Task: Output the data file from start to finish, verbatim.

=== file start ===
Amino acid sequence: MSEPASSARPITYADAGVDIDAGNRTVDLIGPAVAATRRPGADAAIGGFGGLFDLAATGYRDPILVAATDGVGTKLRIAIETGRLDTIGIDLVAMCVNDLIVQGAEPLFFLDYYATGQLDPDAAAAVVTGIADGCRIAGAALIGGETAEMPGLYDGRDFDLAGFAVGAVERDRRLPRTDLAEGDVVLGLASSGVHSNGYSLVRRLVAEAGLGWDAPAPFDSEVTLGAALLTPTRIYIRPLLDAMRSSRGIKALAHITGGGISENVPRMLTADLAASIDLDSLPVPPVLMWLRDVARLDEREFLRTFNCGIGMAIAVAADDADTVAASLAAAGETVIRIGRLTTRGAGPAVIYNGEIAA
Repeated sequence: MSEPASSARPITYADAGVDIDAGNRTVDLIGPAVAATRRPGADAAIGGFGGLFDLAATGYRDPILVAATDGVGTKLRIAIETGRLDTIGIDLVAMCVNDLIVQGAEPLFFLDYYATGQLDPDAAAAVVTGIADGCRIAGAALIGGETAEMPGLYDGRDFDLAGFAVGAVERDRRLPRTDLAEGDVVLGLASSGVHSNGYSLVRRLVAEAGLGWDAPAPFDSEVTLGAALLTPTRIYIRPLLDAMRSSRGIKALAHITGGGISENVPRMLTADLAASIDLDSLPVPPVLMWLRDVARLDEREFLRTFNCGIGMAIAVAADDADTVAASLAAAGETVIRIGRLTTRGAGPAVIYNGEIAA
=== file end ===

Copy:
Amino acid sequence: MSEPASSARPITYADAGVDIDAGNRTVDLIGPAVAATRRPGADAAIGGFGGLFDLAATGYRDPILVAATDGVGTKLRIAIETGRLDTIGIDLVAMCVNDLIVQGAEPLFFLDYYATGQLDPDAAAAVVTGIADGCRIAGAALIGGETAEMPGLYDGRDFDLAGFAVGAVERDRRLPRTDLAEGDVVLGLASSGVHSNGYSLVRRLVAEAGLGWDAPAPFDSEVTLGAALLTPTRIYIRPLLDAMRSSRGIKALAHITGGGISENVPRMLTADLAASIDLDSLPVPPVLMWLRDVARLDEREFLRTFNCGIGMAIAVAADDADTVAASLAAAGETVIRIGRLTTRGAGPAVIYNGEIAA
Repeated sequence: MSEPASSARPITYADAGVDIDAGNRTVDLIGPAVAATRRPGADAAIGGFGGLFDLAATGYRDPILVAATDGVGTKLRIAIETGRLDTIGIDLVAMCVNDLIVQGAEPLFFLDYYATGQLDPDAAAAVVTGIADGCRIAGAALIGGETAEMPGLYDGRDFDLAGFAVGAVERDRRLPRTDLAEGDVVLGLASSGVHSNGYSLVRRLVAEAGLGWDAPAPFDSEVTLGAALLTPTRIYIRPLLDAMRSSRGIKALAHITGGGISENVPRMLTADLAASIDLDSLPVPPVLMWLRDVARLDEREFLRTFNCGIGMAIAVAADDADTVAASLAAAGETVIRIGRLTTRGAGPAVIYNGEIAA